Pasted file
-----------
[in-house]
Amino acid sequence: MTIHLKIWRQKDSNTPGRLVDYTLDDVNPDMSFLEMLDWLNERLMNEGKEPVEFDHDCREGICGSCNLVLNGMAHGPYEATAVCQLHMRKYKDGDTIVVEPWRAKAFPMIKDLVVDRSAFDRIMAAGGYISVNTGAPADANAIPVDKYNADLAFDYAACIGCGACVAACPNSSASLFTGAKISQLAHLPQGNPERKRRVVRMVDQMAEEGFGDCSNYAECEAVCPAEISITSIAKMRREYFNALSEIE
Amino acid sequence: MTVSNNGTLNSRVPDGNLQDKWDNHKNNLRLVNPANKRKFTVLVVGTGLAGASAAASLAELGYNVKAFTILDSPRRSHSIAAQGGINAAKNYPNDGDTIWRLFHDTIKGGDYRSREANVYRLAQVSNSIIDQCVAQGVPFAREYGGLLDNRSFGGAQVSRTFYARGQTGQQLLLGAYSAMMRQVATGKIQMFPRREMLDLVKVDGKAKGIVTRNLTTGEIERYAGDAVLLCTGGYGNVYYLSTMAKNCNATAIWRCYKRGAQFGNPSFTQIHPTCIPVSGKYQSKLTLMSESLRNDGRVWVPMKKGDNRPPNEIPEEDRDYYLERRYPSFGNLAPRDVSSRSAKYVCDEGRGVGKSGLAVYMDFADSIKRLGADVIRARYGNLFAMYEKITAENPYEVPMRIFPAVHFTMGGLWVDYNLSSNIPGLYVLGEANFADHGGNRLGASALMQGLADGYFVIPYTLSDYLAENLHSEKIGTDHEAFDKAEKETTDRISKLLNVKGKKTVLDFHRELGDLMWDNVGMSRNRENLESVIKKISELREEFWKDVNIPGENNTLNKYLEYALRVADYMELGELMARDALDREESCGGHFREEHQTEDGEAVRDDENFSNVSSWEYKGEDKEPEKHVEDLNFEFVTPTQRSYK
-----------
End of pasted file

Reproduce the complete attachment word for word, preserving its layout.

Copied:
[in-house]
Amino acid sequence: MTIHLKIWRQKDSNTPGRLVDYTLDDVNPDMSFLEMLDWLNERLMNEGKEPVEFDHDCREGICGSCNLVLNGMAHGPYEATAVCQLHMRKYKDGDTIVVEPWRAKAFPMIKDLVVDRSAFDRIMAAGGYISVNTGAPADANAIPVDKYNADLAFDYAACIGCGACVAACPNSSASLFTGAKISQLAHLPQGNPERKRRVVRMVDQMAEEGFGDCSNYAECEAVCPAEISITSIAKMRREYFNALSEIE
Amino acid sequence: MTVSNNGTLNSRVPDGNLQDKWDNHKNNLRLVNPANKRKFTVLVVGTGLAGASAAASLAELGYNVKAFTILDSPRRSHSIAAQGGINAAKNYPNDGDTIWRLFHDTIKGGDYRSREANVYRLAQVSNSIIDQCVAQGVPFAREYGGLLDNRSFGGAQVSRTFYARGQTGQQLLLGAYSAMMRQVATGKIQMFPRREMLDLVKVDGKAKGIVTRNLTTGEIERYAGDAVLLCTGGYGNVYYLSTMAKNCNATAIWRCYKRGAQFGNPSFTQIHPTCIPVSGKYQSKLTLMSESLRNDGRVWVPMKKGDNRPPNEIPEEDRDYYLERRYPSFGNLAPRDVSSRSAKYVCDEGRGVGKSGLAVYMDFADSIKRLGADVIRARYGNLFAMYEKITAENPYEVPMRIFPAVHFTMGGLWVDYNLSSNIPGLYVLGEANFADHGGNRLGASALMQGLADGYFVIPYTLSDYLAENLHSEKIGTDHEAFDKAEKETTDRISKLLNVKGKKTVLDFHRELGDLMWDNVGMSRNRENLESVIKKISELREEFWKDVNIPGENNTLNKYLEYALRVADYMELGELMARDALDREESCGGHFREEHQTEDGEAVRDDENFSNVSSWEYKGEDKEPEKHVEDLNFEFVTPTQRSYK